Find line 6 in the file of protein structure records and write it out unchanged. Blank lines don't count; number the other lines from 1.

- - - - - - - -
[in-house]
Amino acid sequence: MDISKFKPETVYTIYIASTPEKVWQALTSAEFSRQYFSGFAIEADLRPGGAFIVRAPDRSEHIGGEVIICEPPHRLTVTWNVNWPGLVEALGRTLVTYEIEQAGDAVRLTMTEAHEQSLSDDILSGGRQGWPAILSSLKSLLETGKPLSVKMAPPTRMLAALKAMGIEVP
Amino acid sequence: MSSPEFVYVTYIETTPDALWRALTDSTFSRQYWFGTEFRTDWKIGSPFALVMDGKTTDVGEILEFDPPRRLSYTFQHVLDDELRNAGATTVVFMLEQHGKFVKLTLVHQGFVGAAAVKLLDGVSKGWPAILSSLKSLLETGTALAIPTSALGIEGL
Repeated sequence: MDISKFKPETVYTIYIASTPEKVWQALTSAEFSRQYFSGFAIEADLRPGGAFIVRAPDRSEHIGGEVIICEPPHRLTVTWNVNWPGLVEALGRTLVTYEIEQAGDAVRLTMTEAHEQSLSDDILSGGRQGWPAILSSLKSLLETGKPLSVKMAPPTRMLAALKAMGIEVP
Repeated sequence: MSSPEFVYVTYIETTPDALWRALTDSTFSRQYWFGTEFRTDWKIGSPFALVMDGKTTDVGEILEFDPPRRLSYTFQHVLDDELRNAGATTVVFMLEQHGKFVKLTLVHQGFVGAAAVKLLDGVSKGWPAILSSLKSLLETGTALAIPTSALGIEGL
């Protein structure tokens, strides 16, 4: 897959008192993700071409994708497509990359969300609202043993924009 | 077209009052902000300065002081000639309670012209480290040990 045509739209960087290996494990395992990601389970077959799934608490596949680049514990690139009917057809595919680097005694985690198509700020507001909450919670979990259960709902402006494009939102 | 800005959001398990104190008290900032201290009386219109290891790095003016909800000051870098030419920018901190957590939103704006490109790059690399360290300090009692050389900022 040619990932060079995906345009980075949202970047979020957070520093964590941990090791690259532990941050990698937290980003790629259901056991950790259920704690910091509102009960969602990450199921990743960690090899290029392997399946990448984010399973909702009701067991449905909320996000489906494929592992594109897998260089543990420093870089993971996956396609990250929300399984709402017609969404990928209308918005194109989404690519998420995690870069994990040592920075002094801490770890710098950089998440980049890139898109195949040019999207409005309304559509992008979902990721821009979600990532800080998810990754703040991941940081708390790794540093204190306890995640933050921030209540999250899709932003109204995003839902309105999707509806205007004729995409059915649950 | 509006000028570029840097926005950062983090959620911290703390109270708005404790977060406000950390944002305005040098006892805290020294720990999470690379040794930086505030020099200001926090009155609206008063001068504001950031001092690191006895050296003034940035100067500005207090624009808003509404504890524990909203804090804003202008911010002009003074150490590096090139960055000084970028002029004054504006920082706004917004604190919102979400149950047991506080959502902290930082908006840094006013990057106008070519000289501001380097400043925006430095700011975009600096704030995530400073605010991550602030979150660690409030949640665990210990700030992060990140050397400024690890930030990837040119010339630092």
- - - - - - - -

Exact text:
């Protein structure tokens, strides 16, 4: 897959008192993700071409994708497509990359969300609202043993924009 | 077209009052902000300065002081000639309670012209480290040990 045509739209960087290996494990395992990601389970077959799934608490596949680049514990690139009917057809595919680097005694985690198509700020507001909450919670979990259960709902402006494009939102 | 800005959001398990104190008290900032201290009386219109290891790095003016909800000051870098030419920018901190957590939103704006490109790059690399360290300090009692050389900022 040619990932060079995906345009980075949202970047979020957070520093964590941990090791690259532990941050990698937290980003790629259901056991950790259920704690910091509102009960969602990450199921990743960690090899290029392997399946990448984010399973909702009701067991449905909320996000489906494929592992594109897998260089543990420093870089993971996956396609990250929300399984709402017609969404990928209308918005194109989404690519998420995690870069994990040592920075002094801490770890710098950089998440980049890139898109195949040019999207409005309304559509992008979902990721821009979600990532800080998810990754703040991941940081708390790794540093204190306890995640933050921030209540999250899709932003109204995003839902309105999707509806205007004729995409059915649950 | 509006000028570029840097926005950062983090959620911290703390109270708005404790977060406000950390944002305005040098006892805290020294720990999470690379040794930086505030020099200001926090009155609206008063001068504001950031001092690191006895050296003034940035100067500005207090624009808003509404504890524990909203804090804003202008911010002009003074150490590096090139960055000084970028002029004054504006920082706004917004604190919102979400149950047991506080959502902290930082908006840094006013990057106008070519000289501001380097400043925006430095700011975009600096704030995530400073605010991550602030979150660690409030949640665990210990700030992060990140050397400024690890930030990837040119010339630092």